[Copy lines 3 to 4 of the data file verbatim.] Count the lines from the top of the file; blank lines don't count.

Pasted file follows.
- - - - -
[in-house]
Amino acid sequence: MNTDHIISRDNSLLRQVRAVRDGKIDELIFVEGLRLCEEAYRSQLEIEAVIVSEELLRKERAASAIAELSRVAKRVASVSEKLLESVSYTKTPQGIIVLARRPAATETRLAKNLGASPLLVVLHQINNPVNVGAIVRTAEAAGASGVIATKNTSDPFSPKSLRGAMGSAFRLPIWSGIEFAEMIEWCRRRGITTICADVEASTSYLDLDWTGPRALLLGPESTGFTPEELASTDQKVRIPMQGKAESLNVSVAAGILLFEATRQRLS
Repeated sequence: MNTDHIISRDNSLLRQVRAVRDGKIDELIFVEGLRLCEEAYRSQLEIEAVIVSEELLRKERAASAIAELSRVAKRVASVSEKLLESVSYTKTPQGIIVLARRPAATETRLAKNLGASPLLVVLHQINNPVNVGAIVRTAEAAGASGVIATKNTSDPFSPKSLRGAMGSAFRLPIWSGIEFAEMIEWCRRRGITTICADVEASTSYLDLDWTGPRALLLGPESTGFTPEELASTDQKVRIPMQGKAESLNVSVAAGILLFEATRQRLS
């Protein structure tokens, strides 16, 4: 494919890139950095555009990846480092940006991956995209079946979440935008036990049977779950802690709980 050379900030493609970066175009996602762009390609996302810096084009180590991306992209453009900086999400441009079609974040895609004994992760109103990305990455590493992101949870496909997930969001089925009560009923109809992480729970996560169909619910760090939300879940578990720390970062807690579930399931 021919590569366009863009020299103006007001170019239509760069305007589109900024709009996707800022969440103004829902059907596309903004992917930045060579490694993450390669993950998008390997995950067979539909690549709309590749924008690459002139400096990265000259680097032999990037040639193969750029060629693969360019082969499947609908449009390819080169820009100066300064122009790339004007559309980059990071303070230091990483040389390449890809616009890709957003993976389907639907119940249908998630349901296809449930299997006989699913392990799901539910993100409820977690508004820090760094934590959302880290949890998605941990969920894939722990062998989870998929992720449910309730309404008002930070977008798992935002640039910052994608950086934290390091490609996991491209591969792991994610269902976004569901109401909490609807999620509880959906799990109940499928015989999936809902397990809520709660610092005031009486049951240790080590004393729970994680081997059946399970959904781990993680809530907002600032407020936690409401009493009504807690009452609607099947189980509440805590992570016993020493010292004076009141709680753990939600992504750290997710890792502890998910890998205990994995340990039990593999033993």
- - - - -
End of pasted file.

Repeated sequence: MNTDHIISRDNSLLRQVRAVRDGKIDELIFVEGLRLCEEAYRSQLEIEAVIVSEELLRKERAASAIAELSRVAKRVASVSEKLLESVSYTKTPQGIIVLARRPAATETRLAKNLGASPLLVVLHQINNPVNVGAIVRTAEAAGASGVIATKNTSDPFSPKSLRGAMGSAFRLPIWSGIEFAEMIEWCRRRGITTICADVEASTSYLDLDWTGPRALLLGPESTGFTPEELASTDQKVRIPMQGKAESLNVSVAAGILLFEATRQRLS
């Protein structure tokens, strides 16, 4: 494919890139950095555009990846480092940006991956995209079946979440935008036990049977779950802690709980 050379900030493609970066175009996602762009390609996302810096084009180590991306992209453009900086999400441009079609974040895609004994992760109103990305990455590493992101949870496909997930969001089925009560009923109809992480729970996560169909619910760090939300879940578990720390970062807690579930399931 021919590569366009863009020299103006007001170019239509760069305007589109900024709009996707800022969440103004829902059907596309903004992917930045060579490694993450390669993950998008390997995950067979539909690549709309590749924008690459002139400096990265000259680097032999990037040639193969750029060629693969360019082969499947609908449009390819080169820009100066300064122009790339004007559309980059990071303070230091990483040389390449890809616009890709957003993976389907639907119940249908998630349901296809449930299997006989699913392990799901539910993100409820977690508004820090760094934590959302880290949890998605941990969920894939722990062998989870998929992720449910309730309404008002930070977008798992935002640039910052994608950086934290390091490609996991491209591969792991994610269902976004569901109401909490609807999620509880959906799990109940499928015989999936809902397990809520709660610092005031009486049951240790080590004393729970994680081997059946399970959904781990993680809530907002600032407020936690409401009493009504807690009452609607099947189980509440805590992570016993020493010292004076009141709680753990939600992504750290997710890792502890998910890998205990994995340990039990593999033993």